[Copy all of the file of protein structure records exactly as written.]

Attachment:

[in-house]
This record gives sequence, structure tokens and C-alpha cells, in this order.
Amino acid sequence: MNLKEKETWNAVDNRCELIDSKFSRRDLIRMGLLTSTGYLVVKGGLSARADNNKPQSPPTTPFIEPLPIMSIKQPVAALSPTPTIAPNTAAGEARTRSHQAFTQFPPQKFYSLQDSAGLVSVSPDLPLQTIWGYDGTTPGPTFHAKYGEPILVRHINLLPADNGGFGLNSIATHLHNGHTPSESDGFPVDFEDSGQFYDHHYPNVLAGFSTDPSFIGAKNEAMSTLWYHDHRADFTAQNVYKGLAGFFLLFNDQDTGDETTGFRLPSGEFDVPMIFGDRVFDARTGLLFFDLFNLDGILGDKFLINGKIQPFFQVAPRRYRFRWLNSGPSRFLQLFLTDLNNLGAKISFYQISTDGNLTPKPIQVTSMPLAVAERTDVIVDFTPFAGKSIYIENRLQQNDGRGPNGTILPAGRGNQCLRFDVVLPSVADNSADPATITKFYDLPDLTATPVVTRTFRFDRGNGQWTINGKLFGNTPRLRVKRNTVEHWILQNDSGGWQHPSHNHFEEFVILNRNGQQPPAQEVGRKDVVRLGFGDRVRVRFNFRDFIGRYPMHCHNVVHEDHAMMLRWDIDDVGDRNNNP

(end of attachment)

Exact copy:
[in-house]
This record gives sequence, structure tokens and C-alpha cells, in this order.
Amino acid sequence: MNLKEKETWNAVDNRCELIDSKFSRRDLIRMGLLTSTGYLVVKGGLSARADNNKPQSPPTTPFIEPLPIMSIKQPVAALSPTPTIAPNTAAGEARTRSHQAFTQFPPQKFYSLQDSAGLVSVSPDLPLQTIWGYDGTTPGPTFHAKYGEPILVRHINLLPADNGGFGLNSIATHLHNGHTPSESDGFPVDFEDSGQFYDHHYPNVLAGFSTDPSFIGAKNEAMSTLWYHDHRADFTAQNVYKGLAGFFLLFNDQDTGDETTGFRLPSGEFDVPMIFGDRVFDARTGLLFFDLFNLDGILGDKFLINGKIQPFFQVAPRRYRFRWLNSGPSRFLQLFLTDLNNLGAKISFYQISTDGNLTPKPIQVTSMPLAVAERTDVIVDFTPFAGKSIYIENRLQQNDGRGPNGTILPAGRGNQCLRFDVVLPSVADNSADPATITKFYDLPDLTATPVVTRTFRFDRGNGQWTINGKLFGNTPRLRVKRNTVEHWILQNDSGGWQHPSHNHFEEFVILNRNGQQPPAQEVGRKDVVRLGFGDRVRVRFNFRDFIGRYPMHCHNVVHEDHAMMLRWDIDDVGDRNNNP